The University of Chicago’s Yerkes Observatory will work with high school students in Chicago and around the country for a three-year research initiative to make astronomy more accessible to the blind and visually impaired.
The Innovators Developing Accessible Tools for Astronomy (IDATA) program at the Yerkes Observatory hopes to produce software, named “Afterglow Access,” that will generate learning models like 3-D printouts and sound displays that will allow blind and visually impaired students to more easily study astronomy and other STEM subjects.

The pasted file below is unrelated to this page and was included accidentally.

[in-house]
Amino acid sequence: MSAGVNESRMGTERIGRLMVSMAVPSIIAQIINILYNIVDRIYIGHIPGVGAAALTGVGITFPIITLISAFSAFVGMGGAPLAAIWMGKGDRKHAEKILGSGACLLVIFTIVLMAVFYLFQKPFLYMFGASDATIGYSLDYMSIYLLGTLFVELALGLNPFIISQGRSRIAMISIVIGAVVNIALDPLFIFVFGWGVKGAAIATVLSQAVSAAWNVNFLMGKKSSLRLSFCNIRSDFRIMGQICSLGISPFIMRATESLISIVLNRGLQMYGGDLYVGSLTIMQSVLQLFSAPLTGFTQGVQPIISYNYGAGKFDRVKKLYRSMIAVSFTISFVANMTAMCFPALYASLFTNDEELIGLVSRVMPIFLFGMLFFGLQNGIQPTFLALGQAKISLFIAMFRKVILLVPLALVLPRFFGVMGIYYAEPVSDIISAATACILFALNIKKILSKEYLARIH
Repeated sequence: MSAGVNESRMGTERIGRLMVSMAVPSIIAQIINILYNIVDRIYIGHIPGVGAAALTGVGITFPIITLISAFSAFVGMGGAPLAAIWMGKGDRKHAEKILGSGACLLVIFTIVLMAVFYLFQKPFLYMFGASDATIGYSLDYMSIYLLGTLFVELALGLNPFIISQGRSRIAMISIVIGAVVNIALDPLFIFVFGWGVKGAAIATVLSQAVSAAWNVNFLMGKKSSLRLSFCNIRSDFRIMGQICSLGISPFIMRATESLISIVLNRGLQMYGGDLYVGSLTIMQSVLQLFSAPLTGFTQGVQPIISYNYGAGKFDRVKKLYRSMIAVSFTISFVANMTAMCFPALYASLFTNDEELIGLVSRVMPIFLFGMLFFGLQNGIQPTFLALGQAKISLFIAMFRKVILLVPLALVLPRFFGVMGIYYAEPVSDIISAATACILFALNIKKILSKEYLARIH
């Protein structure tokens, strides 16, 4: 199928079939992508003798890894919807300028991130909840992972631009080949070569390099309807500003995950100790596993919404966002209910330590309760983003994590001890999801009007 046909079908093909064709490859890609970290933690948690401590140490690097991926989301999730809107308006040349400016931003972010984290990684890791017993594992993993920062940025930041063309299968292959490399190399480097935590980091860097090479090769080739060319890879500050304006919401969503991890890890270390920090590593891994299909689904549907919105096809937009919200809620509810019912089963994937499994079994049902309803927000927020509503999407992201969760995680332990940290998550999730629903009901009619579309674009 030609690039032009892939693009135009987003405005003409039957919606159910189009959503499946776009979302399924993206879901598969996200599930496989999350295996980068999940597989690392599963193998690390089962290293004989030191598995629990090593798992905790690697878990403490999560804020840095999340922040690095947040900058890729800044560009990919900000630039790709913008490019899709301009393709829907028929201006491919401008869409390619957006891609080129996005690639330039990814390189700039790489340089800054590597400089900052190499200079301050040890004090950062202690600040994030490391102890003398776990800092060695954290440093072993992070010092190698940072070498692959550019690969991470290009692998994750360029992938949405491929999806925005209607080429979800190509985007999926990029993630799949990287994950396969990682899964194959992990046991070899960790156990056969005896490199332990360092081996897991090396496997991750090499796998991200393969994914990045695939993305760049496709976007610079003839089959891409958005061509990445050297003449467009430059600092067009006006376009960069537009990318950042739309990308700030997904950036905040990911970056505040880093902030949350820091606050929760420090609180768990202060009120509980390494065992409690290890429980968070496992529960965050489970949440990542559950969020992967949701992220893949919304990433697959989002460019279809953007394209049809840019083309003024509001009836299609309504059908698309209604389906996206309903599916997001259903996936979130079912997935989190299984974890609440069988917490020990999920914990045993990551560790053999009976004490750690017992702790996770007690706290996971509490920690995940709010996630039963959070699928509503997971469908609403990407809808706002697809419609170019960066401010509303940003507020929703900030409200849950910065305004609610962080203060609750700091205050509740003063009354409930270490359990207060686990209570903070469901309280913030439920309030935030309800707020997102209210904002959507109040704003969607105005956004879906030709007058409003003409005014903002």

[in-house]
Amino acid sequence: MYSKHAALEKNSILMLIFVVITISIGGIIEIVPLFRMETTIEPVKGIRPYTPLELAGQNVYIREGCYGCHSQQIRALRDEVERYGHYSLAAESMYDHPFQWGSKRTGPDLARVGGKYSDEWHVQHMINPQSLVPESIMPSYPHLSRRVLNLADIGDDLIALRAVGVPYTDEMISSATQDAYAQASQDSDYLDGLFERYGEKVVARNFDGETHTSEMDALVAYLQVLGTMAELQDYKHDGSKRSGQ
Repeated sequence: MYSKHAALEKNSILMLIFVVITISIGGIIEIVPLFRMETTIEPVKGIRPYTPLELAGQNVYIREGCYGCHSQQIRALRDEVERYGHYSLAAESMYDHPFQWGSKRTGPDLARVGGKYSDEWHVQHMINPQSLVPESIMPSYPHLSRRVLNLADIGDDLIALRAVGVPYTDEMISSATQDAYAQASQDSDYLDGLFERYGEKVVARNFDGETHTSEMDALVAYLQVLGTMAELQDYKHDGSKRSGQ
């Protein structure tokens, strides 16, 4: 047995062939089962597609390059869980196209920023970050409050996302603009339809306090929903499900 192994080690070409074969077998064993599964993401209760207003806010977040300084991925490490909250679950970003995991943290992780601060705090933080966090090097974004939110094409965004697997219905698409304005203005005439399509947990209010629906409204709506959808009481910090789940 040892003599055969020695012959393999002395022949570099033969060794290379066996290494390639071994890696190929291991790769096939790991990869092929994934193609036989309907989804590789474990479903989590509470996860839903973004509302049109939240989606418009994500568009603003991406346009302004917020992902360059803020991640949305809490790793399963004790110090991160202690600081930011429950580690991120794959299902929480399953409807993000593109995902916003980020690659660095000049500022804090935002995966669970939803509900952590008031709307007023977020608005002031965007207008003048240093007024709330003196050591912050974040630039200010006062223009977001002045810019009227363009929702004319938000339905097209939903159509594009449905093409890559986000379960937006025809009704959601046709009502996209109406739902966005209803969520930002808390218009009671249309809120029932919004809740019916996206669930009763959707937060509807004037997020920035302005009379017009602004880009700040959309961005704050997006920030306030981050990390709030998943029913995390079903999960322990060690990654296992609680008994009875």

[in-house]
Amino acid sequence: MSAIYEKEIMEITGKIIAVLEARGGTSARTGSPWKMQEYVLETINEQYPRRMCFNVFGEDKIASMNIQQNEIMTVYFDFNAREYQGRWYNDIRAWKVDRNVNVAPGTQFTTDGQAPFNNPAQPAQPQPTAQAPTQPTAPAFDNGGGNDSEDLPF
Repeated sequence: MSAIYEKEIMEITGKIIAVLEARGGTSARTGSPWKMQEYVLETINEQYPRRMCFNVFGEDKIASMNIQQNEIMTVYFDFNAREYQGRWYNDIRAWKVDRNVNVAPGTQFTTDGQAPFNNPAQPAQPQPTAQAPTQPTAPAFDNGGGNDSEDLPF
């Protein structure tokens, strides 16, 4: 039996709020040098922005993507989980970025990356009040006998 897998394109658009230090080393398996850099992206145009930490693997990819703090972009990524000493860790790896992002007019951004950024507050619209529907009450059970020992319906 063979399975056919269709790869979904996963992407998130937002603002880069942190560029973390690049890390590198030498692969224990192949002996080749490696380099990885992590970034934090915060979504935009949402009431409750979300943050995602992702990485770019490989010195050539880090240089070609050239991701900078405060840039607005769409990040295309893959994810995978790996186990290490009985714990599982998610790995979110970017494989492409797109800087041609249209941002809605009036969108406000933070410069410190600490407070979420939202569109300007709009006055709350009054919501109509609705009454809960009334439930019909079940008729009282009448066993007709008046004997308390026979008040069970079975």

IDATA will design software that uses the same light data astronomers use to view stars and galaxies, but will interpret the data into sound and objects instead of images. It will be working with 200 teachers and high school students from schools around the country to test the software every year, and hopes to complete “Afterglow Access” after three years.
The initiative is funded by a $2.5 million National Science Foundation (NSF) grant and follows the success of similar NSF and Yerkes Observatory–partnered programs like Skynet Junior Scholars, which provides professional astronomy tools to young students.
Recruitment of schools and teachers for 2017 closed in late April.